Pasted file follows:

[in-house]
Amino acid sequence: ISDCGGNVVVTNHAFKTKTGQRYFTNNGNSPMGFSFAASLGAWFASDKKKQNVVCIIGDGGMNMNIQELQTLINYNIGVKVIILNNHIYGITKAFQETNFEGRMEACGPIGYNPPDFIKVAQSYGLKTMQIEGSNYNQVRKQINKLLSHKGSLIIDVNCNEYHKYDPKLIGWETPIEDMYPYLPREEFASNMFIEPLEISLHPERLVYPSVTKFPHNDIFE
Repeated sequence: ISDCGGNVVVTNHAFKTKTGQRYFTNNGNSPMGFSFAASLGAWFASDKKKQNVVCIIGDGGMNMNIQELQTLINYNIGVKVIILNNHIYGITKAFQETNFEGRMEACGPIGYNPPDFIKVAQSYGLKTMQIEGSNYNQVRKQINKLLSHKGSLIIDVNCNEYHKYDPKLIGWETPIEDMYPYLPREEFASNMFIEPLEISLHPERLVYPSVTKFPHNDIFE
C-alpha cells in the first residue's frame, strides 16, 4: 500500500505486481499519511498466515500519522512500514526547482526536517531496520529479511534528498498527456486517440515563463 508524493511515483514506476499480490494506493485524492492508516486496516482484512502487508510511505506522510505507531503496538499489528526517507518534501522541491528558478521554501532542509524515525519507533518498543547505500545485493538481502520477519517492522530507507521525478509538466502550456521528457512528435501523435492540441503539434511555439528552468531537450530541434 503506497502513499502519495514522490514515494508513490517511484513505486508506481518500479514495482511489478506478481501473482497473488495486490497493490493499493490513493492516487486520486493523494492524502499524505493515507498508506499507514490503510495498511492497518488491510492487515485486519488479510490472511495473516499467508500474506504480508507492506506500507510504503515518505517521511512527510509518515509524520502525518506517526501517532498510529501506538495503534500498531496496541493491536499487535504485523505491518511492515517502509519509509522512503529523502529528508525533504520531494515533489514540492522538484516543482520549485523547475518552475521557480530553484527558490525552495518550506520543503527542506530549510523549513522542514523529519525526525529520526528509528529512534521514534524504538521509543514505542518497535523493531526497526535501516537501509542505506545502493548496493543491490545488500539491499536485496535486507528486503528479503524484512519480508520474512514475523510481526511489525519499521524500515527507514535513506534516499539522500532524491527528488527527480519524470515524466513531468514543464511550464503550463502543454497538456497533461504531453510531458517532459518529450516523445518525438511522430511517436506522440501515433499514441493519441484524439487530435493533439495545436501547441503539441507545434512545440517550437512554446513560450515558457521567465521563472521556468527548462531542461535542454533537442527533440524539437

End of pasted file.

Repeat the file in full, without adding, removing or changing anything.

[in-house]
Amino acid sequence: ISDCGGNVVVTNHAFKTKTGQRYFTNNGNSPMGFSFAASLGAWFASDKKKQNVVCIIGDGGMNMNIQELQTLINYNIGVKVIILNNHIYGITKAFQETNFEGRMEACGPIGYNPPDFIKVAQSYGLKTMQIEGSNYNQVRKQINKLLSHKGSLIIDVNCNEYHKYDPKLIGWETPIEDMYPYLPREEFASNMFIEPLEISLHPERLVYPSVTKFPHNDIFE
Repeated sequence: ISDCGGNVVVTNHAFKTKTGQRYFTNNGNSPMGFSFAASLGAWFASDKKKQNVVCIIGDGGMNMNIQELQTLINYNIGVKVIILNNHIYGITKAFQETNFEGRMEACGPIGYNPPDFIKVAQSYGLKTMQIEGSNYNQVRKQINKLLSHKGSLIIDVNCNEYHKYDPKLIGWETPIEDMYPYLPREEFASNMFIEPLEISLHPERLVYPSVTKFPHNDIFE
C-alpha cells in the first residue's frame, strides 16, 4: 500500500505486481499519511498466515500519522512500514526547482526536517531496520529479511534528498498527456486517440515563463 508524493511515483514506476499480490494506493485524492492508516486496516482484512502487508510511505506522510505507531503496538499489528526517507518534501522541491528558478521554501532542509524515525519507533518498543547505500545485493538481502520477519517492522530507507521525478509538466502550456521528457512528435501523435492540441503539434511555439528552468531537450530541434 503506497502513499502519495514522490514515494508513490517511484513505486508506481518500479514495482511489478506478481501473482497473488495486490497493490493499493490513493492516487486520486493523494492524502499524505493515507498508506499507514490503510495498511492497518488491510492487515485486519488479510490472511495473516499467508500474506504480508507492506506500507510504503515518505517521511512527510509518515509524520502525518506517526501517532498510529501506538495503534500498531496496541493491536499487535504485523505491518511492515517502509519509509522512503529523502529528508525533504520531494515533489514540492522538484516543482520549485523547475518552475521557480530553484527558490525552495518550506520543503527542506530549510523549513522542514523529519525526525529520526528509528529512534521514534524504538521509543514505542518497535523493531526497526535501516537501509542505506545502493548496493543491490545488500539491499536485496535486507528486503528479503524484512519480508520474512514475523510481526511489525519499521524500515527507514535513506534516499539522500532524491527528488527527480519524470515524466513531468514543464511550464503550463502543454497538456497533461504531453510531458517532459518529450516523445518525438511522430511517436506522440501515433499514441493519441484524439487530435493533439495545436501547441503539441507545434512545440517550437512554446513560450515558457521567465521563472521556468527548462531542461535542454533537442527533440524539437